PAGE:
BRUSSELS: The European Union has to speed up membership talks with Turkey because it badly needs the nation as a reliable energy partner, José Manuel Barroso, the president of the European Commission, said Monday.
Barroso said he would push to get talks moving again on Turkey's EU membership bid as the bloc searches for alternative energy routes after an energy dispute between Ukraine and Russia left many EU nations short of natural gas.
One option is the Nabucco pipeline, which is being planned to bypass the feuding nations and carry Caspian natural gas through Turkey to Europe.
"Turkey can in fact be something that is in the interest of all European citizens," Barroso said after meeting Prime Minister Recep Tayyip Erdogan of Turkey, who is visiting the EU for the first time in more than four years. "Good cooperation on energy matters."
Erdogan said his country was ready to play a key role to help EU energy security. "Turkey is not coming to the EU to become a burden; we are coming to relieve some burdens off the shoulders of the European Union," he said.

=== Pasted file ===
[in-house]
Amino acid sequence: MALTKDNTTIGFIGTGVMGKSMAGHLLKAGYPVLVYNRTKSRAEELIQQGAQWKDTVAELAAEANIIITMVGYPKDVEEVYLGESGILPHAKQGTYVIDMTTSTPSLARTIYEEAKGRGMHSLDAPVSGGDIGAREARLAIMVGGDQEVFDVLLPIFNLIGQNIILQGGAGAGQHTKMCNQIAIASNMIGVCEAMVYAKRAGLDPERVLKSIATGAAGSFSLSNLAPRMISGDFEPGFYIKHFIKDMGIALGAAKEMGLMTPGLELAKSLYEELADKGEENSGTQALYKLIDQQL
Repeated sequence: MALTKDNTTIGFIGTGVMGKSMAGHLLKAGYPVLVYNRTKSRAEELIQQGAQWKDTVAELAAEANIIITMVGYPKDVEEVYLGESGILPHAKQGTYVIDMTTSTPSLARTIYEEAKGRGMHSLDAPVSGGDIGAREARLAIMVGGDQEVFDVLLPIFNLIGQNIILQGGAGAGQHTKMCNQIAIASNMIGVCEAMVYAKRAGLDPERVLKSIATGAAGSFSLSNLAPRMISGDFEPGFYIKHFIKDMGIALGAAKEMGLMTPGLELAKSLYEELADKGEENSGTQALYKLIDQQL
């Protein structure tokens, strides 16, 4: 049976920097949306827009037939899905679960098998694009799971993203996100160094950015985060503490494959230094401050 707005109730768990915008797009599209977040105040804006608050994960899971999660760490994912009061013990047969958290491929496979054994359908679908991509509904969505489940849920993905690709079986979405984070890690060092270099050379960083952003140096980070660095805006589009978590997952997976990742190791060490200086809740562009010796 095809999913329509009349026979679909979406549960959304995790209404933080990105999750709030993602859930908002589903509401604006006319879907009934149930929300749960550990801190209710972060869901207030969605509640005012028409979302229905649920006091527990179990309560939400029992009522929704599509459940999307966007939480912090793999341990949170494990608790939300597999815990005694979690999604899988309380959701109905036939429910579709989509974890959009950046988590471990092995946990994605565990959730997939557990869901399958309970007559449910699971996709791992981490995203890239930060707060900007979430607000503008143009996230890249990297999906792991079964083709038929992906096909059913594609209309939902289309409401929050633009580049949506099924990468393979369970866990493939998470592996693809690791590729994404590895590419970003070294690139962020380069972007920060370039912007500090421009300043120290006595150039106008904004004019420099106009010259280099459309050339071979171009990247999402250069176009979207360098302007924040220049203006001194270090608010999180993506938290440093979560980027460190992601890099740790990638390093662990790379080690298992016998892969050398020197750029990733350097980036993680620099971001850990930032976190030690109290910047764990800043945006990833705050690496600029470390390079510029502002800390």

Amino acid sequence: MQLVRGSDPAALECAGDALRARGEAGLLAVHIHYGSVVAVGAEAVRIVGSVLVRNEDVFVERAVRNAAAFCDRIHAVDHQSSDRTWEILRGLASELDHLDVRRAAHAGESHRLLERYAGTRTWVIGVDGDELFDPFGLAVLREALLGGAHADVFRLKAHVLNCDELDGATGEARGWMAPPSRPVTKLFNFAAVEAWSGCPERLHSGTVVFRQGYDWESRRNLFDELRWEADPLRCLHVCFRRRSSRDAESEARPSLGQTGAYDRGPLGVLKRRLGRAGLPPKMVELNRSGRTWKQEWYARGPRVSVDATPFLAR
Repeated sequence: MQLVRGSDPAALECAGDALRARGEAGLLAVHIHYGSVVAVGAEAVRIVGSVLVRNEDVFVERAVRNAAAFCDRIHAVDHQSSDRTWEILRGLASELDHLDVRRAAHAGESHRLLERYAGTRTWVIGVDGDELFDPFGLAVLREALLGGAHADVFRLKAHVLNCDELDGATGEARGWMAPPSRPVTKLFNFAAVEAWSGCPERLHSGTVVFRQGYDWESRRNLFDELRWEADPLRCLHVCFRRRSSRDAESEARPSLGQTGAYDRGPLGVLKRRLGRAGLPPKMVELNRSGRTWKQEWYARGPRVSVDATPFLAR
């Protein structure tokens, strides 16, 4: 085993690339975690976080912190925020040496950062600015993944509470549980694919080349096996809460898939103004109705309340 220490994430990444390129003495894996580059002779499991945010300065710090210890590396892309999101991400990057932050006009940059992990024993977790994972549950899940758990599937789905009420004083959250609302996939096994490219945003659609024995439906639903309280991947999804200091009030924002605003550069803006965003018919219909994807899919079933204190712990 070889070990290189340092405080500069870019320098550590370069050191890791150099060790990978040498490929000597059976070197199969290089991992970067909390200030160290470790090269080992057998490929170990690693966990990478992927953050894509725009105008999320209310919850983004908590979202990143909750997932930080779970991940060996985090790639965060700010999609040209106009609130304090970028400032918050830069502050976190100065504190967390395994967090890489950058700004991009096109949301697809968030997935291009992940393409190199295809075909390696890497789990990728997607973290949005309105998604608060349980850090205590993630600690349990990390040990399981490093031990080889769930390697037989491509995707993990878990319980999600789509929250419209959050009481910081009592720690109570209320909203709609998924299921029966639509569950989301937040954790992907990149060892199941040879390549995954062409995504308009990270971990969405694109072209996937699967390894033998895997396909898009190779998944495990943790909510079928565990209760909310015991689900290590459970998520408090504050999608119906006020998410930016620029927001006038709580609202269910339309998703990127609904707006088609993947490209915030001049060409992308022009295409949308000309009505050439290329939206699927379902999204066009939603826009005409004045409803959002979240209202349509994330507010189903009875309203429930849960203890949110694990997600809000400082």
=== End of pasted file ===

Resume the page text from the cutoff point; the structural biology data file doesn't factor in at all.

Erdogan said his country was acutely aware of its importance to the EU as a new energy partner because of the gas dispute. "We are aware of our responsibility," Erdogan said. "We don't want to use it as a weapon."
The prime minister sought Barroso's help in unblocking membership talks that France, Austria and other EU nations have successfully stalled amid widespread public opposition to Turkey's membership bid.
The EU has suspended membership negotiations in 8 of 35 different policy areas, over Turkey's refusal to recognize Cyprus, an EU member, and to open its ports to the small island nation. Only 10, less important, files have been opened for negotiation.
Diplomats say Cyprus has been blocking the opening of talks in the energy area because of a dispute with Turkey over gas exploration at sea. Energy is one of the 35 areas, or so-called chapters, in Turkey's accession talks.
Barroso told said that an issue as important as energy security should not be made conditional upon such a specific issue.
Erdogan said his government would "step up" its reform drive to meet EU standards on political and human rights.
EU officials praised Turkey's recent moves to set up a Kurdish-language television station and a special ministry dealing with EU entry talks, but pressed Erdogan to do more to guarantee minority rights, curb powers of the military and pass new rights for trade unions.